It wouldn’t take all of you. If even half of you had the balls to put the fear of God into the politicians then that would be that.

    As to a unified platform… surely the vast majority of doctors understand the basic economic flaw of the employer based (tax subsidized) “pre-pay” aspect of the modern American health care system.

    As you know, I think quite highly of my own wisdom, but compared to your average doctor I’m a dummy. So… are you seriously going to tell me that a dummy like me “gets it” but that your medical peers by and large don’t?

    Doc. You and I have done this dance before. I’ve gotta tell you, over the past few days I’ve really been thinking that large scale political violence is going to break out sooner rather than later.

    The Left has basically come right out and said – from in front of the curtain – that they’re going to turn this nation into a “Europeanized” welfare state.

    I greatly fear that the American People – or at least a large enough segment to create real havoc – susceptible to calls for armed opposition to federal mandates.


  2. Bill, a lot of older doctors, especially in primary care, are just dropping out of the system, including Medicare and even private insurance. They have avoided Medicaid for many years, which is why Obamacare will do nothing to reduce ER use. The ER is the resource for Medicaid patients who cannot find a private doctor to see them.

    The doctors who support Obama and show up in white coats, are young just out of training, many of whom are left wing anyway. Others are long term salaried types who know nothing about the economics of private practice. In fact, fewer and fewer doctors know anything about business because they work for large groups which have administrators to run the business.

    Those of us who oppose it are dinosaurs.

  3. cassandra says:

    How awful. My doctor of 20 years or so dropped in and out of private practice for years. Her last private stint was in a big house she had renovated down next to a hospital. She practiced a couple years there with about 1000 patients, and finally gave up and became a hospitalist across the street. I know for a fact insurance hassles were getting to her.

    I felt like a motherless child and still do in ways.

  4. “Bill, a lot of older doctors, especially in primary care, are just dropping out of the system, including Medicare and even private insurance.”

    Yep. I know it doc.

    But as often happens, all we’re doing is trading info each of us is already aware of.

    You’re a good man, doc. Unfortunately… you’re the exception.

    At this point all we can do is hope that a meaningful fraction of those who have gained combat experience in Iraq and/or Iran over the past near decade will save us from ourselves.

    I doubt it… but at least it’s a hope.

    I’m convinced that if a few “names” had the courage to call for confrontation that Americans would flock to Washington and their state capitals in the hundreds of thousands to make their voices heard and to present a credible physical threat.

    I fear that’s what it’s going to take if we’re to have any hope of saving this once great nation from the clutches of the incompetents “running” the system into the ground.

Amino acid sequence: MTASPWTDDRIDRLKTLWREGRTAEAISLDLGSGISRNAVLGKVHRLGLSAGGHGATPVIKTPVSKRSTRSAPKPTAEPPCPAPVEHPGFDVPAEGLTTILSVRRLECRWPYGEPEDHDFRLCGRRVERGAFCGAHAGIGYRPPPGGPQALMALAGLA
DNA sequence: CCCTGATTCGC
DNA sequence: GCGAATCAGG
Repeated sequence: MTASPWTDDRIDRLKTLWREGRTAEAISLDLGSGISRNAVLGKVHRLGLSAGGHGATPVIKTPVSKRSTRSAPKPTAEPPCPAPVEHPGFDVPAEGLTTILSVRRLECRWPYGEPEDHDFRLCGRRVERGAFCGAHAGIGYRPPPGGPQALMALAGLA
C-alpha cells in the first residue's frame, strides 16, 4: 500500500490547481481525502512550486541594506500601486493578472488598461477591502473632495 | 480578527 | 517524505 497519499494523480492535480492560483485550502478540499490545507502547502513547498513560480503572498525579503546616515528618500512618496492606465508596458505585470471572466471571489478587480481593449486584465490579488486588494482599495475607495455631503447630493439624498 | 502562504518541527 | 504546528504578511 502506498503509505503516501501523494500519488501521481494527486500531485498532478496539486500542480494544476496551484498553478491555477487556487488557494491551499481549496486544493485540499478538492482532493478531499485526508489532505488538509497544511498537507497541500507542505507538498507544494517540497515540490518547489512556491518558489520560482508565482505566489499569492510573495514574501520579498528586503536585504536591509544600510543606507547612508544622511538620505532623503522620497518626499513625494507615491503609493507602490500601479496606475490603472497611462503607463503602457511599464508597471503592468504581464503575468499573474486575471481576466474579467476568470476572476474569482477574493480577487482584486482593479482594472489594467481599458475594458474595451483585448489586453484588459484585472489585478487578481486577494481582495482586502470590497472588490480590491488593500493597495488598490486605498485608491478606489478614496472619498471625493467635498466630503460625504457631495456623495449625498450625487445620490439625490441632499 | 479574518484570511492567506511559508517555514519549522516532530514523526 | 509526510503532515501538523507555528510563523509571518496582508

5. Non-gullible Mike says:

    Oops! The “New England Journal of Medicine survey” wasn’t published by the NEJM and is a self-serving promotional tool of some physician recruitment service:

    You lose again.

  6. The NEJM used the physician survey of the recruitment company. Who would know more about physician’s plans than a recruitment company ?

    Your ISP gives you away. I’m just wondering if you are Craig Mises. I can’t think of anyone else with the motive to do what you are doing. For those who might wonder, he is younger doctor who was briefly a partner and who declared bankruptcy owing me $120,000.

  7. Non-gullible Mike says:

    The NEJM didn’t publish it, you idiot. Learn to read.

  8. Craig, tell me what the heading of the linked page says. It says it is the NEJM Career Center.

    I am getting tired of your anonymous spam.

  9. Ann says:

    UPDATED EXCLUSIVE: New England Journal of Medicine says it didn’t publish or produce health care “survey”
    March 17, 2010 12:50 pm ET by Julie Millican

    Right-wing media have seized on a dubious, three-month old email “survey” that purports to show that physicians are concerned about health care reform and that 46 percent of the primary care doctors surveyed “indicated that they would leave medicine – or try to leave medicine – as a result of health reform.” Many media figures have falsely attributed this survey to the New England Journal of Medicine. For example, on Fox & Friends, co-host Brian Kilmeade said: “The New England Journal of Medicine has published a report and did a survey, and they said the impact of reform on primary care physicians, 46 percent, they say, feel reform will force them out or make them want to leave medicine.”

    This is false.

    Media Matters for America contacted the New England Journal of Medicine, which confirmed it neither conducted nor published the “survey.”

    NEJM spokesperson Jennifer Zeis told Media Matters that the study had “nothing to do with the New England Journal of Medicine’s original research.” She also made clear that the study “was not published by the New England Journal of Medicine,” and said that “we are taking steps to clarify the source of the survey.”